‘Magnetic superatoms’ maybe used to create faster computers with larger memory

June 16th, 2009 - 2:35 pm ICT by ANI  

Washington, June 16 (ANI): Scientists have discovered a ‘magnetic superatom’, which one day may be used to create molecular electronic devices for the next generation of faster computers with larger memory storage.

Found by a team of Virginia Commonwealth University (VCU) scientists, the ‘magnetic superatom’ is a stable cluster of atoms that can mimic different elements of the periodic table.

The newly discovered cluster, consisting of one vanadium and eight cesium atoms, acts like a tiny magnet that can mimic a single manganese atom in magnetic strength while preferentially allowing electrons of specific spin orientation to flow through the surrounding shell of cesium atoms.

Through an elaborate series of theoretical studies, Shiv N. Khanna, professor in the VCU Department of Physics, and colleagues, together with collaborators at the Naval Research Laboratory in D.C., and the Harish-Chandra Research Institute in Allahabad, India, examined the electronic and magnetic properties of clusters having one vanadium atom surrounded by multiple cesium atoms.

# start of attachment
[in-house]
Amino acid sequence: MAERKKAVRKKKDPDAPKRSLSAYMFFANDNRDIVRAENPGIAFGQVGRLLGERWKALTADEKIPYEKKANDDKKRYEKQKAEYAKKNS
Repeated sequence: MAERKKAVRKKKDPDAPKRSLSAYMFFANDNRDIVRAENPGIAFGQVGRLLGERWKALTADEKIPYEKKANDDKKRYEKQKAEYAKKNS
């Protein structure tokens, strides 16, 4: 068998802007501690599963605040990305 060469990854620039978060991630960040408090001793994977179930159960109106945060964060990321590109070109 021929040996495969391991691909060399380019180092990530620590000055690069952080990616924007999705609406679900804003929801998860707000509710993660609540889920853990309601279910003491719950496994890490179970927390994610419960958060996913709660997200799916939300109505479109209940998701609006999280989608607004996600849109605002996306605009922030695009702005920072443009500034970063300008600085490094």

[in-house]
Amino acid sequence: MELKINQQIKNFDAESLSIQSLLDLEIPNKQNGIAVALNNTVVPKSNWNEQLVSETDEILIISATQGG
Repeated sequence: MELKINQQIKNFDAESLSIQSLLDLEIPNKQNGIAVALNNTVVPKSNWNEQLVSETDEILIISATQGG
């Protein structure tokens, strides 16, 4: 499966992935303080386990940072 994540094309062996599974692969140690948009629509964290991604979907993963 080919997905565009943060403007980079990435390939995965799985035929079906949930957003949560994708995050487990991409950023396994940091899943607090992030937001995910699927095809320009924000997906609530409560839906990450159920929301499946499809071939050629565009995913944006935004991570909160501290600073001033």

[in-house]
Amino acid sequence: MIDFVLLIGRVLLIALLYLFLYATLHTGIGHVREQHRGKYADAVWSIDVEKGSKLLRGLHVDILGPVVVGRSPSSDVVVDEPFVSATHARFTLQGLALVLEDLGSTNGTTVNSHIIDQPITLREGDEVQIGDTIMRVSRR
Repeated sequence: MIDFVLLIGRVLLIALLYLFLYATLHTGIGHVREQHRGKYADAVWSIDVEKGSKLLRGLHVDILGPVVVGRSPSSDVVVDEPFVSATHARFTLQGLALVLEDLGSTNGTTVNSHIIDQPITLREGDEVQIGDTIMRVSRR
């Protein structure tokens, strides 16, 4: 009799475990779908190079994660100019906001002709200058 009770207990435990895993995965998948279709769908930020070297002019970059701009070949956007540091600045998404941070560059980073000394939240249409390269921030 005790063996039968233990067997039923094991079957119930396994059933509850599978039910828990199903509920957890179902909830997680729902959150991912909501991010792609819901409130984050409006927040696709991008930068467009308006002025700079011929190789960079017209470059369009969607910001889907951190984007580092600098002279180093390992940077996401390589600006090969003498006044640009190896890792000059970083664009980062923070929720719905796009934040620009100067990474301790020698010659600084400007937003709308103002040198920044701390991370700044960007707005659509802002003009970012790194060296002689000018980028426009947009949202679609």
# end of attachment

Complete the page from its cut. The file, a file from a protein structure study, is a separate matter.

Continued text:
They found that when the cluster had eight cesium atoms it acquired extra stability due to a filled electronic state.

An atom is in a stable configuration when its outermost shell is full. Consequently, when an atom combines with other atoms, it tends to lose or gain valence electrons to acquire a stable configuration.

According to Khanna, the new cluster had a magnetic moment of five Bohr magnetons, which is more than twice the value for an iron atom in a solid iron magnet.

A magnetic moment is a measure of the internal magnetism of the cluster.

A manganese atom also has a similar magnetic moment and a closed electronic shell of more tightly bound electrons, and Khanna said that the new cluster could be regarded as a mimic of a manganese atom.

“An important objective of the discovery was to find what combination of atoms will lead to a species that is stable as we put multiple units together. The combination of magnetic and conducting attributes was also desirable,” Khanna said.

“Cesium is a good conductor of electricity and hence the superatom combines the benefit of magnetic character along with ease of conduction through its outer skin,” he added.

“A combination such as the one we have created here can lead to significant developments in the area of “molecular electronics,” a field where researchers study electric currents through small molecules,” said Khanna.

“These molecular devices are expected to help make non-volatile data storage, denser integrated devices, higher data processing and other benefits,” he added.

These superatoms may also have potential biomedical applications such as sensing, imaging and drug delivery. (ANI)

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